RISHWORTH: I think if we talk about who should be leading this country, who should be setting the agenda for women, we need people that are committed to this, we need people that are committed to true equality for women in this workplace. And Bettina Arndt’s comments and views have no place in an Australia that wants to see true equality for women. So I would say that those comments and the views that she’s put forward are not congruent with an Australia that has equality for women and respect for women at the heart of it. So while we have freedom of speech in this country, if we do want to see true equality for women, if we want to see women’s voices being heard, and women being respected, then we need a government that actually backs up those words with action. As of yet, whether it’s Scott Morrison, whether it’s Amanda Stoker, whether it’s a range of other people in the government, we haven’t seen that be backed up with action from this government. If they was serious about it, we would see action.

JOURNALIST: And just on the vaccine, do the States and Territories need to take some level of responsibility for the slow vaccine rollout given that figures show some are stockpiling about 50 per cent of the doses they have received?

RISHWORTH: What we know is that Scott Morrison and the Federal Liberals have stuffed up this vaccine rollout. It is chaotic, it is a mess. They are responsible for it. Now for too long we’ve had this Federal Government shirk its responsibility when it comes to the COVID-19 response. They’ve shirked their responsibility when it comes to quarantine. They’ve shirked their responsibility when it comes to a range of different measures, lockdowns for example. They’ve argued against the States and picked fights with the States. It is now time for the Federal Government to take responsibility. They are the ones that are responsible for the supply of the vaccine. If the States don’t have confidence that the supply will be enough, then that sits directly with the Federal Government. The Federal Government is responsible for this. No shirking their responsibility can get them out of this.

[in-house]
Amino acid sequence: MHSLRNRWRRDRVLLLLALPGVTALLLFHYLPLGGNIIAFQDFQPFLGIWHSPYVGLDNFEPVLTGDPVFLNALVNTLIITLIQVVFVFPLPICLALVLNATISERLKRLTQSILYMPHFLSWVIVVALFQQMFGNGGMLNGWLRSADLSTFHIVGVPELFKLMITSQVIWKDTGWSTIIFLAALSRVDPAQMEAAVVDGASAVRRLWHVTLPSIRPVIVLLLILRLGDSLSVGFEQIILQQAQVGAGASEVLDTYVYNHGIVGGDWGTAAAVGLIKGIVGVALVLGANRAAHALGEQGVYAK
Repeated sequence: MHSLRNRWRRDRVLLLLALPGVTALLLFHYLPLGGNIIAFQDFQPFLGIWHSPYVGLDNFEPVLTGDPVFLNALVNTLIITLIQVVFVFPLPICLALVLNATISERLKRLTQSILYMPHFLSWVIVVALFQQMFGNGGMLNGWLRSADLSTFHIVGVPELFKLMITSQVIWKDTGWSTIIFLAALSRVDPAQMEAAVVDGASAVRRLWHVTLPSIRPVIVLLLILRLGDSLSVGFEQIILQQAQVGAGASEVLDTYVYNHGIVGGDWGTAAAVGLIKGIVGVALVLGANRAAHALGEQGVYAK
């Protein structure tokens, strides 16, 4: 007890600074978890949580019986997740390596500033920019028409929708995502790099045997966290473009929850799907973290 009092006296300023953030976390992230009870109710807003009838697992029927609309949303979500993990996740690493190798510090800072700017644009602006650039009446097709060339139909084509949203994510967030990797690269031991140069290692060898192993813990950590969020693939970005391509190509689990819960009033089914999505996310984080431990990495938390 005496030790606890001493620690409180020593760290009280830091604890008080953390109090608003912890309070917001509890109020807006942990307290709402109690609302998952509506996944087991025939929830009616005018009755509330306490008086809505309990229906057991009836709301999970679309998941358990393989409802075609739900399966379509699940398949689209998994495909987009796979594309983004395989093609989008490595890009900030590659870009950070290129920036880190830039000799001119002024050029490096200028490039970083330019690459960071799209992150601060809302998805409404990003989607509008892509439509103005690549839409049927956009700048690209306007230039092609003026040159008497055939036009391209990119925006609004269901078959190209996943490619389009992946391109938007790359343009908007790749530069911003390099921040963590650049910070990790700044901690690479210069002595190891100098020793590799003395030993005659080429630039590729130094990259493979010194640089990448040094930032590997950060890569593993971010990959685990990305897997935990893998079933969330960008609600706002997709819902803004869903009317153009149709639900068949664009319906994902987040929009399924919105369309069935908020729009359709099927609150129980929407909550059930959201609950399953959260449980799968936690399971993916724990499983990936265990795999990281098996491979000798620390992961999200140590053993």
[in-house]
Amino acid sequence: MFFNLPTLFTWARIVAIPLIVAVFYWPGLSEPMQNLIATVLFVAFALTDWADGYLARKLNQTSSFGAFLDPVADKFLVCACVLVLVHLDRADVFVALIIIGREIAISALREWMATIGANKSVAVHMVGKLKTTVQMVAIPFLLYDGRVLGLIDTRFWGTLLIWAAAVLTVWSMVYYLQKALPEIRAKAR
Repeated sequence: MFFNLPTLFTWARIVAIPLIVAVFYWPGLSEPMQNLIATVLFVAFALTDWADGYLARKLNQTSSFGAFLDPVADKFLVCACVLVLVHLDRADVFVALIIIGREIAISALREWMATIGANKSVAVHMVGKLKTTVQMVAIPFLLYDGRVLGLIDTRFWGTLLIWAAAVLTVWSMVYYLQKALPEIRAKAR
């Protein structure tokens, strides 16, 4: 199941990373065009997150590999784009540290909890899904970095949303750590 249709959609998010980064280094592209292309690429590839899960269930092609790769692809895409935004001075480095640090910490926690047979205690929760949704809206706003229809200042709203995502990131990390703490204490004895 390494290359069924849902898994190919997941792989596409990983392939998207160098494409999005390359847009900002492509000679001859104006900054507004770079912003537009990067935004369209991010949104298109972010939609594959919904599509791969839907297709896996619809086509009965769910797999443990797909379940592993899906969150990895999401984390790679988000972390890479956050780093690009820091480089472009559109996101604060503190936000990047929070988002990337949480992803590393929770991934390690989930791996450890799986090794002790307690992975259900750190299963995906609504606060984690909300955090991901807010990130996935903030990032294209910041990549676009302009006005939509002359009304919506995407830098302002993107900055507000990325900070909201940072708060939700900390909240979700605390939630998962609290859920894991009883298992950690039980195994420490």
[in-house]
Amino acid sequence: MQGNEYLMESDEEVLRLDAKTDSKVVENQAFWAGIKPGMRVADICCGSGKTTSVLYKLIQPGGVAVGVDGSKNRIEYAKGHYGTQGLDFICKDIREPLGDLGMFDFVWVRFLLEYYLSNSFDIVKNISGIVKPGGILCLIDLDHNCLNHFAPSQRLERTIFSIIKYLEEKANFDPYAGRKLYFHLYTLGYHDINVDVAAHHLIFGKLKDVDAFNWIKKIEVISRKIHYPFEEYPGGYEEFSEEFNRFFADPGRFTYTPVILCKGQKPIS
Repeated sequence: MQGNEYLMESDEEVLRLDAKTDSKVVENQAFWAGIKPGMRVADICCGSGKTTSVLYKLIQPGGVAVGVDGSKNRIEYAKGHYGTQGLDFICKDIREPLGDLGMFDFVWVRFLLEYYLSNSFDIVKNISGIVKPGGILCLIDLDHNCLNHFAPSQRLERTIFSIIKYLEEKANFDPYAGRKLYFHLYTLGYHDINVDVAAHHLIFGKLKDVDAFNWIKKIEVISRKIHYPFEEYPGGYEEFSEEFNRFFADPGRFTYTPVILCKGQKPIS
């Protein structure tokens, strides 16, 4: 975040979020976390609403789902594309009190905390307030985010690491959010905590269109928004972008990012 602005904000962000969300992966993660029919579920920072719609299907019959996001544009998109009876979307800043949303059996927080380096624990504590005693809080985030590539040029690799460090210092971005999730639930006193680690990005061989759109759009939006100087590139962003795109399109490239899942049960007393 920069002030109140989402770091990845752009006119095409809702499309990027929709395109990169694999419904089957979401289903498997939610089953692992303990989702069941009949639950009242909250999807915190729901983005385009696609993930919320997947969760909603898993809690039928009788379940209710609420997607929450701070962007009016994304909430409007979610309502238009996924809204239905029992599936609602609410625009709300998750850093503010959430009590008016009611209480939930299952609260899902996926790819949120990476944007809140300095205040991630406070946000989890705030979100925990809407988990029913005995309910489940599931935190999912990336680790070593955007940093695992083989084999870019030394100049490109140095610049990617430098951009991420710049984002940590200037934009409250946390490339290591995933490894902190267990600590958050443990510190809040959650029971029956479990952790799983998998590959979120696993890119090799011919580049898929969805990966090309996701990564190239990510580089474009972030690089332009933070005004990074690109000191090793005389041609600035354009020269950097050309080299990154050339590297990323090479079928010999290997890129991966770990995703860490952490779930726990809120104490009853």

The State Premiers and State Health Ministers know that Scott Morrison and the Federal Government is trying to blame them. Well, I’m pleased that they won’t have a bar of it, because this is the Federal Government’s responsibility. And if they can’t deliver this, then it shoots back to them. We had a promise from Scott Morrison that he would have delivered 4 million vaccine doses by today. We’re at half a million. That is a failure in everyone’s books. Of course, if we don’t get this rollout happening, if we keep seeing these delays, then lockdowns like we have in Queensland will continue to have it happen, and we won’t be able to get back to business as normal. I think the Australian people want Scott Morrison and his Liberal Government just to live up to the promise that he himself made, and actually vaccinate the population.